Latency when casting from Android is roughly 300ms. You probably could play Android games with a .3s delay; but you’re probably not going to want to.

iOS casting was an unmitigated disaster. I couldn’t get video from the iOS versions YouTube or VLC, although – for what it’s worth – sound worked. This is, I’m told, due to Apple’s rather strict DRM policy which requires content protection for *all* video playback and not just apps like Netflix or Disney+.

In iOS mode you must connect directly to the projector via WiFi which, as standard, gives you basically no network connection on your phone to actually play content. If playing content worked this would be a problem. But it doesn’t. So I guess it’s not. Suffice to say if you’re an iPhone user and casting/screen mirroring is a headline feature… you’ll want to give this thing a miss.

It’s worth noting that – while connected directly in iOS mode – you can browse to http://192.168.49.1 and edit some projector settings in your web browser. This includes connecting directly to a custom wireless network, so you can cast and also get internet access on your phone. This would be great if casting worked. But it doesn’t. So it’s not.

In all cases the WiFi is disconnected as soon as you switch to any other input. This is not a smart projector.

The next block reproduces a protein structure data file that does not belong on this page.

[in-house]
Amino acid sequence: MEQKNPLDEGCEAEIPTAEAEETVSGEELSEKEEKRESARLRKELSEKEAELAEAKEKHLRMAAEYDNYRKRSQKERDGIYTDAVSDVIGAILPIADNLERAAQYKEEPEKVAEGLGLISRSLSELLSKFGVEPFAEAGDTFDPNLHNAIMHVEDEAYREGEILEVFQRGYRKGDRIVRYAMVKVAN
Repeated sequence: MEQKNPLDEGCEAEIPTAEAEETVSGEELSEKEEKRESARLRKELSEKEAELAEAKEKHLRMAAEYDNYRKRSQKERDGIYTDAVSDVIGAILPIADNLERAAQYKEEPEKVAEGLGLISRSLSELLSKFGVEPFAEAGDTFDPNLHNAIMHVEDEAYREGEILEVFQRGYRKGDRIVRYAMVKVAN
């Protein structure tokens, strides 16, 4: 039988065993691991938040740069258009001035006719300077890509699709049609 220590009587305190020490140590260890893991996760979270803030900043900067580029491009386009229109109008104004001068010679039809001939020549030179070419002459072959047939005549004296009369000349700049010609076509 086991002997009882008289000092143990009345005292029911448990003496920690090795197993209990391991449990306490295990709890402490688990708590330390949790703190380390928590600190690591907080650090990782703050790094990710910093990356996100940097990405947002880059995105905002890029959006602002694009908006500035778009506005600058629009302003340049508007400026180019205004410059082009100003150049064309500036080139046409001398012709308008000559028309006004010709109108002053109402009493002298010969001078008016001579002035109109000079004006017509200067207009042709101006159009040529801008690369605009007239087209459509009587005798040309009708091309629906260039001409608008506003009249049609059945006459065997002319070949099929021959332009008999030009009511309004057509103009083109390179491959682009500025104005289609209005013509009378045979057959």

I’m not really sure why there’s iOS casting at all, since the Venn diagram of people buying a £1000 smartphone and a £100 projector has got to be two different circles. Vankyo, if you’re listening, chuck this feature and give me a 1A USB port, please!

All Smiles And Songs

The internal speakers are surprisingly good! Bass is pretty much non-existent, but the mids are present enough that it doesn’t sound tinny and frail despite – as far as I can tell- only having one, small speaker. At louder volumes it can be prone to distorting during louder parts of music or movies, but it usually doesn’t need turning up. You probably don’t want to listen to music on it, but it’s fine for TV viewing.

Nothing Must Be Overlooked